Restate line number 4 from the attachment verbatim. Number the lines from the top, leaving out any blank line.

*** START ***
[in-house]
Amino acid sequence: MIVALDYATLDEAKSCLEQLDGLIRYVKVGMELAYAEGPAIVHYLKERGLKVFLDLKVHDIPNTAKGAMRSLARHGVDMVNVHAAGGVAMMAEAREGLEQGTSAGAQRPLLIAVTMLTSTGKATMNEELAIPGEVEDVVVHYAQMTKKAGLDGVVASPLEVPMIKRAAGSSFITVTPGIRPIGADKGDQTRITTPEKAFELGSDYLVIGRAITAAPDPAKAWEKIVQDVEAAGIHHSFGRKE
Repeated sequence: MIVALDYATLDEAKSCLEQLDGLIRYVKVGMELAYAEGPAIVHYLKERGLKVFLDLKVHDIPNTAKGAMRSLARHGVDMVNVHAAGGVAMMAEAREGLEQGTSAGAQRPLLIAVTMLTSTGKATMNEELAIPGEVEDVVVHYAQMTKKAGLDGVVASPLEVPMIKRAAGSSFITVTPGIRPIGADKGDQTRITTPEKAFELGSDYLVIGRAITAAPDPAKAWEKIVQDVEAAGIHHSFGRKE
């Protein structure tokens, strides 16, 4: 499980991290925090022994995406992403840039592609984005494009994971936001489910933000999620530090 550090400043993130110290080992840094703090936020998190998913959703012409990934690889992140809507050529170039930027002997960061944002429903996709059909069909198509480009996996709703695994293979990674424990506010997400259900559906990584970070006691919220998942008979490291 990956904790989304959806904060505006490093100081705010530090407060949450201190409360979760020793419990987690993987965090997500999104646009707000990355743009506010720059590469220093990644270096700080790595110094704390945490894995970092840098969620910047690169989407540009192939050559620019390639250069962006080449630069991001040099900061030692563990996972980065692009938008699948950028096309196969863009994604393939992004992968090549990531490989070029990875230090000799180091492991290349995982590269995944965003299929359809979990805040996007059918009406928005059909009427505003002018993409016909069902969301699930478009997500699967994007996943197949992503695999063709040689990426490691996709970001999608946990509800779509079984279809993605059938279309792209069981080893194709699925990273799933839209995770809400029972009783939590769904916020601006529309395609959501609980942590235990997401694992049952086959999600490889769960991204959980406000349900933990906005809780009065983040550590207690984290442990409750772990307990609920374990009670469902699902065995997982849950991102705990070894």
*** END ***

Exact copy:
């Protein structure tokens, strides 16, 4: 499980991290925090022994995406992403840039592609984005494009994971936001489910933000999620530090 550090400043993130110290080992840094703090936020998190998913959703012409990934690889992140809507050529170039930027002997960061944002429903996709059909069909198509480009996996709703695994293979990674424990506010997400259900559906990584970070006691919220998942008979490291 990956904790989304959806904060505006490093100081705010530090407060949450201190409360979760020793419990987690993987965090997500999104646009707000990355743009506010720059590469220093990644270096700080790595110094704390945490894995970092840098969620910047690169989407540009192939050559620019390639250069962006080449630069991001040099900061030692563990996972980065692009938008699948950028096309196969863009994604393939992004992968090549990531490989070029990875230090000799180091492991290349995982590269995944965003299929359809979990805040996007059918009406928005059909009427505003002018993409016909069902969301699930478009997500699967994007996943197949992503695999063709040689990426490691996709970001999608946990509800779509079984279809993605059938279309792209069981080893194709699925990273799933839209995770809400029972009783939590769904916020601006529309395609959501609980942590235990997401694992049952086959999600490889769960991204959980406000349900933990906005809780009065983040550590207690984290442990409750772990307990609920374990009670469902699902065995997982849950991102705990070894």